The first of a long list of responsibilities for a deer and land manager is to find out what is going on the property. It’s been a long hunting season… some deer have been killed by hunters, others killed by predators. The cornerstone of your new property management plan, and next year’s harvest plan, is taking a census of which deer and how many there are on the property. The best way to do this is by running a post season trail camera survey.

Post Season Trail Camera Survey

Most surveys are preseason surveys in summer, to determine which bucks are on the hit list… but a post season survey can be far more important to a deer manager. Population number, health assessments, post season age structure, and post season sex ratio are all very important to take note of after deer season.

Winter, specifically late February and March, is the hardest time for deer. A trail camera survey allows you to see the status, size, and overall health of the deer herd before this stressful time. Deer population numbers can fluctuate in terms of how many deer you actually see on the property. Your property may get an influx of deer stacking into your bedding areas, south slopes, and disturbed woodlots if you have a decent amount of cover and ideal habitat. This can cause a lot more stress to the property than what your management plan and property is set up for. Trail camera survey results combined with post season scouting can reveal management projects that might be needed before late February and March. This information also allows you to make smarter decisions on doe harvest, food plots, and even predator management!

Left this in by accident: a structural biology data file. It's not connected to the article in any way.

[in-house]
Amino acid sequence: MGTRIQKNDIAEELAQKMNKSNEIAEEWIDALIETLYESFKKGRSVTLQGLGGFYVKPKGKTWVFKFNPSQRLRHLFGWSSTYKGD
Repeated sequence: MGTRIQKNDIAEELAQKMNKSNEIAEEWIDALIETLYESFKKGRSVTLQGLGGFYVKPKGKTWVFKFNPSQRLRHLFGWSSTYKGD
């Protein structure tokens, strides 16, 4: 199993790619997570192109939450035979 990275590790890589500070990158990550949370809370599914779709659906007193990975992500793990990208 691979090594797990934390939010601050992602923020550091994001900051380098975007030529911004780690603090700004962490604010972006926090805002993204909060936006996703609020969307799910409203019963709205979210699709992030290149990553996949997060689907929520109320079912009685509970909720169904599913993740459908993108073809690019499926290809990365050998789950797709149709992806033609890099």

What You’ll Need

  • 300 – 500 lbs. of corn or more per 100 acres of property (depending on deer densities)
  • One trail camera per 100 acres of property
  • New batteries for your trail camera
  • 8 GB or larger SD card (check compatibility with camera)
  • Time, enough time to refill trail camera stations every 2-4 days (depending on deer densities)

Trail Camera Survey Instructions